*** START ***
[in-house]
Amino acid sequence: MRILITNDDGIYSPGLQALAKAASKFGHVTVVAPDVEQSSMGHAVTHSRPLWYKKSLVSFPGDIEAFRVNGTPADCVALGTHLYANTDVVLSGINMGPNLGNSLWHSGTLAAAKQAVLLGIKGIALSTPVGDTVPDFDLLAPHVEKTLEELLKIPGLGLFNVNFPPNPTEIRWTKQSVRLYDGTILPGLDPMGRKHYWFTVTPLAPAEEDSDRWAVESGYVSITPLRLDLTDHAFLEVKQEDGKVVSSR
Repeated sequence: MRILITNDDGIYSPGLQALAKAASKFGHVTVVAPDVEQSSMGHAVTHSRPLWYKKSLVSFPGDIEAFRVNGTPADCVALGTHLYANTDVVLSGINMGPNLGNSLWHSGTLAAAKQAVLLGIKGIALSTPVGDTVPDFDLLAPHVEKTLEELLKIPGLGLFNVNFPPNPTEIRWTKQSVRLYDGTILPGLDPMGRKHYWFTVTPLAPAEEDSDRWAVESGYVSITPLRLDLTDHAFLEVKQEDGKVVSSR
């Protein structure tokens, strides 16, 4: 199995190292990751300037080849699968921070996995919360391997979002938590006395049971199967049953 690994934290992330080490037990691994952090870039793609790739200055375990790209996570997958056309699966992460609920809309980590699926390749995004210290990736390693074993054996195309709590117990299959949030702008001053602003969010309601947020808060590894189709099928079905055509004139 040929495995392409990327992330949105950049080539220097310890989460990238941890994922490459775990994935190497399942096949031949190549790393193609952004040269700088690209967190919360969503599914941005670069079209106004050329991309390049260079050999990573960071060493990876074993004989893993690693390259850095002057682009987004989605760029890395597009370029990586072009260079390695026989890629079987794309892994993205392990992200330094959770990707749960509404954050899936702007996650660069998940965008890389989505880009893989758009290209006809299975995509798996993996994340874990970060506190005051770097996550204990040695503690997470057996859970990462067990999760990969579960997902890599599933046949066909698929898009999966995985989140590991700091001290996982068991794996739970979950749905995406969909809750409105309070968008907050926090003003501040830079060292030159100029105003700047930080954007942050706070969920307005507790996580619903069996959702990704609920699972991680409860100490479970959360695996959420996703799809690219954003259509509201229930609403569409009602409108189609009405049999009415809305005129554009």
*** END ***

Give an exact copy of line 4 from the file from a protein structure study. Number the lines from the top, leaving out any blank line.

């Protein structure tokens, strides 16, 4: 199995190292990751300037080849699968921070996995919360391997979002938590006395049971199967049953 690994934290992330080490037990691994952090870039793609790739200055375990790209996570997958056309699966992460609920809309980590699926390749995004210290990736390693074993054996195309709590117990299959949030702008001053602003969010309601947020808060590894189709099928079905055509004139 040929495995392409990327992330949105950049080539220097310890989460990238941890994922490459775990994935190497399942096949031949190549790393193609952004040269700088690209967190919360969503599914941005670069079209106004050329991309390049260079050999990573960071060493990876074993004989893993690693390259850095002057682009987004989605760029890395597009370029990586072009260079390695026989890629079987794309892994993205392990992200330094959770990707749960509404954050899936702007996650660069998940965008890389989505880009893989758009290209006809299975995509798996993996994340874990970060506190005051770097996550204990040695503690997470057996859970990462067990999760990969579960997902890599599933046949066909698929898009999966995985989140590991700091001290996982068991794996739970979950749905995406969909809750409105309070968008907050926090003003501040830079060292030159100029105003700047930080954007942050706070969920307005507790996580619903069996959702990704609920699972991680409860100490479970959360695996959420996703799809690219954003259509509201229930609403569409009602409108189609009405049999009415809305005129554009």